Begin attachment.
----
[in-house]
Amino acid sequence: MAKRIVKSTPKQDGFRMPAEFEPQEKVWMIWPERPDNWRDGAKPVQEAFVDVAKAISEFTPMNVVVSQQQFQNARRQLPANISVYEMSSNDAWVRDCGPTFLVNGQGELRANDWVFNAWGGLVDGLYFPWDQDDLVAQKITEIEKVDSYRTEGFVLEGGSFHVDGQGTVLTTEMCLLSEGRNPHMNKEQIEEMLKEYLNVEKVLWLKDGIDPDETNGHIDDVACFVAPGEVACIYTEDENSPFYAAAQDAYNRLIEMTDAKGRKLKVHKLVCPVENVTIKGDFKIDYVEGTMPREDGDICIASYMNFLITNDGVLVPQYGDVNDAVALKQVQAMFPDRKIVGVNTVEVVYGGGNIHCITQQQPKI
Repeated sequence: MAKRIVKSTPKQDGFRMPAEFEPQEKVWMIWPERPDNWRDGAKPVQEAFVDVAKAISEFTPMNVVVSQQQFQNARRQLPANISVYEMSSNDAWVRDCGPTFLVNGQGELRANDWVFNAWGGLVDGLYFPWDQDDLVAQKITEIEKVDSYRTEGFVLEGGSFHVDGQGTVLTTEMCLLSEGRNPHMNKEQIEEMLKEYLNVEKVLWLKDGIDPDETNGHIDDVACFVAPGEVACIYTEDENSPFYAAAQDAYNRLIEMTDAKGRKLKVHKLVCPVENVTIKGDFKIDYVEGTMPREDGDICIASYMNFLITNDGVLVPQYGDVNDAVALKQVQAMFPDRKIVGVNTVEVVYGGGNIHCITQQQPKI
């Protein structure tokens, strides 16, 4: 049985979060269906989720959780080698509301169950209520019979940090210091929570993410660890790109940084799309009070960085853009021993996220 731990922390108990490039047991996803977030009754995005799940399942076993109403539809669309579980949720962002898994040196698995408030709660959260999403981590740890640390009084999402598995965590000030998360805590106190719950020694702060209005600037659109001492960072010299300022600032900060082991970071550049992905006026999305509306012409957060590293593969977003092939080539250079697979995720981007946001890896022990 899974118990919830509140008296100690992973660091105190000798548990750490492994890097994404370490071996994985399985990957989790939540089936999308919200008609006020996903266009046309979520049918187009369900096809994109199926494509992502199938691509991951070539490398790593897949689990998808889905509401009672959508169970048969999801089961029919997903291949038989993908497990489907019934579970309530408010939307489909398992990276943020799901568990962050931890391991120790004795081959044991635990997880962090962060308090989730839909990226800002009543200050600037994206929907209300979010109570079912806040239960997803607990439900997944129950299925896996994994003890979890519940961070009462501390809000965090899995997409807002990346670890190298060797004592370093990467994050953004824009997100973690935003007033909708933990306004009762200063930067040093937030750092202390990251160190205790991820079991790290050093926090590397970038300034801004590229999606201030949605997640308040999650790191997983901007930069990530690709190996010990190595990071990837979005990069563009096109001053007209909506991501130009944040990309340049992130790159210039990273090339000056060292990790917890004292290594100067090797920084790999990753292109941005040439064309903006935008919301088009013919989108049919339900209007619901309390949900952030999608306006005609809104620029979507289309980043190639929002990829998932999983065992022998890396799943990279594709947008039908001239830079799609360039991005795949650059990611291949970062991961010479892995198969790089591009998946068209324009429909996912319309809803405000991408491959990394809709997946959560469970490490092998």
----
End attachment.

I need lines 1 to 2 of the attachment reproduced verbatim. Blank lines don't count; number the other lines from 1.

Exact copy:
[in-house]
Amino acid sequence: MAKRIVKSTPKQDGFRMPAEFEPQEKVWMIWPERPDNWRDGAKPVQEAFVDVAKAISEFTPMNVVVSQQQFQNARRQLPANISVYEMSSNDAWVRDCGPTFLVNGQGELRANDWVFNAWGGLVDGLYFPWDQDDLVAQKITEIEKVDSYRTEGFVLEGGSFHVDGQGTVLTTEMCLLSEGRNPHMNKEQIEEMLKEYLNVEKVLWLKDGIDPDETNGHIDDVACFVAPGEVACIYTEDENSPFYAAAQDAYNRLIEMTDAKGRKLKVHKLVCPVENVTIKGDFKIDYVEGTMPREDGDICIASYMNFLITNDGVLVPQYGDVNDAVALKQVQAMFPDRKIVGVNTVEVVYGGGNIHCITQQQPKI